Pubdate: Sun, 26 Jan 2014
Source: Concord Monitor (NH)
Copyright: 2014 Monitor Publishing Company


Should New Hampshire legalize marijuana for recreational use? Until
now, the question has seemed like an idle one. But with a recent poll
showing a majority of residents approve of the idea and with a vote
this month by the New Hampshire House in favor of such a measure, the
matter has seemingly gained new urgency.

Our view is this: Why rush?

In the past, the consequences of legalization, pro and con, were all
hypothetical. Activists on both sides of the matter could predict with
passion what legalization would mean for crime and incarceration
rates, for public health, for children, for the economy or for state
revenue, but they were really making just educated guesses. Today,
with the advent of legalization in Colorado and Washington state, we
have two real-life experiments from which to learn.

And there is much to consider:

If New Hampshire legalized marijuana, what sort of state regulations
would be required - for growers, for commercial sellers, for users?
Could marijuana be grown outdoors on farms - or only discreetly
inside? Would the government test the product for purity? Would there
be limits on legal potency? Would there be limits on the size of purchases?

Would the state impose restrictions on advertising? Would communities
be allowed to ban marijuana shops? Could they impose anti-pot zoning
ordinances in particular parts of town? Could landlords ban it from
their apartments? Would residents be allowed to smoke in public?

Would the state's colleges and universities allow students over 21 to
smoke on campus? (In Colorado, the answer is no.)

Could employees be fired for having pot in their systems? And what
would happen to those currently serving time for selling marijuana?

What would legalized marijuana do to public health: Would drug use go
up among adults? Would children be more apt to try it as pot became
normalized in society? Would it increase the use of harder drugs?
Would there be more addiction? More impaired drivers on the road? How
would the state and schools encourage kids to stay away from drugs
amid the hype?

Conversely, would crime go down? Would the state save money if it no
longer had to police the marijuana industry? Would tourism increase,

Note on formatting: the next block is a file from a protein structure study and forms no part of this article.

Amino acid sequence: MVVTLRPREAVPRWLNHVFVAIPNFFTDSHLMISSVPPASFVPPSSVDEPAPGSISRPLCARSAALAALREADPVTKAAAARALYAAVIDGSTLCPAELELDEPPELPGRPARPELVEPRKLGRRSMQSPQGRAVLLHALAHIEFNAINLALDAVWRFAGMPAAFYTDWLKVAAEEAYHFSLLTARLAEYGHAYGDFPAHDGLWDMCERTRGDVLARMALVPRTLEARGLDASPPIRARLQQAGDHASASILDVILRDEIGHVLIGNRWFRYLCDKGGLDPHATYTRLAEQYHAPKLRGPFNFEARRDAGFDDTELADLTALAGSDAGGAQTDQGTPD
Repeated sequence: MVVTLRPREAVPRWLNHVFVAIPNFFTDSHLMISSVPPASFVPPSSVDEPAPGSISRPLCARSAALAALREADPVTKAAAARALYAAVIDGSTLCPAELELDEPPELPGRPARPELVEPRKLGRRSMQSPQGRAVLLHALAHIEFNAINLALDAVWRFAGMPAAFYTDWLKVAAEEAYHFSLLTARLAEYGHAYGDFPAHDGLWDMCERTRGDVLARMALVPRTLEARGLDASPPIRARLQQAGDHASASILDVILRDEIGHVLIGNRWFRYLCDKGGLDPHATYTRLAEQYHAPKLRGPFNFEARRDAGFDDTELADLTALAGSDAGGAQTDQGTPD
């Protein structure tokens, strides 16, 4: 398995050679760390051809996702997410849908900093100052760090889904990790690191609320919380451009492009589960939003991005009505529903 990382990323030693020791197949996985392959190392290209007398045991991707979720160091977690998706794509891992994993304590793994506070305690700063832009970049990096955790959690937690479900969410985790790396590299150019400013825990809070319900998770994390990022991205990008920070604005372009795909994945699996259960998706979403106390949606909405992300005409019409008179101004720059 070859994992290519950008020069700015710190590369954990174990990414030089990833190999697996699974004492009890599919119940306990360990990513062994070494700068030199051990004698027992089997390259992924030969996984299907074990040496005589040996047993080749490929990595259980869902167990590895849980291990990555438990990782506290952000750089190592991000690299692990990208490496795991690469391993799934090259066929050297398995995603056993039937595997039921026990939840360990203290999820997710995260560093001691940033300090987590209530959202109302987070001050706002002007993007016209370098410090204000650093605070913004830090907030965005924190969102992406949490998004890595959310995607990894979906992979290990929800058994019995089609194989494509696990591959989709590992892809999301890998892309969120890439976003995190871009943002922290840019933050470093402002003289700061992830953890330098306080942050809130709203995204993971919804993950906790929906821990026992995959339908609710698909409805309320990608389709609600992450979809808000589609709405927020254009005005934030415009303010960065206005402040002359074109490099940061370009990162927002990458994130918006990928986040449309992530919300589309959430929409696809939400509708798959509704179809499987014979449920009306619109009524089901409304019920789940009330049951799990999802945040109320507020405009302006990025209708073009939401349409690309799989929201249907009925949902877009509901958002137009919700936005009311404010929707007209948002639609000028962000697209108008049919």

as it seems to have - at least initially - in Colorado? Would the same
rules govern residents and visitors alike?

Could a hefty state marijuana tax produce significant revenue for the
government? And how would the state figure out how high to set it? Too
high, and pot might become so expensive that an illicit market is
created - just what advocates of legalization are trying to avoid. Too
low, and the state risks losing out on a potentially important source
of cash.

The Obama administration has made clear it's taking a hands-off policy
in Colorado and Washington state. But what if a new administration
feels differently? Would New Hampshire run some risk of legalizing pot
and then running afoul of the federal government?

Those who successfully lobbied the state to approve the use of medical
marijuana in New Hampshire had a strong argument about doing so
quickly: Medical patients, some near the end of their lives, were in
great pain and believed that using marijuana would help them - right

In the case of recreational use, however, there is a strong argument
for patience. It's quite possible that officials and residents in
Colorado and Washington will want to refine the systems they have
created in the coming months and years. It's possible that some of
their initial hopes and fears will be contradicted by real-life experience.

New Hampshire legislators on both sides of this issue should pay close
attention to the states out west and keep an open mind. In this case,
it's more important to get it right than to get there fast. 
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MAP posted-by: Jo-D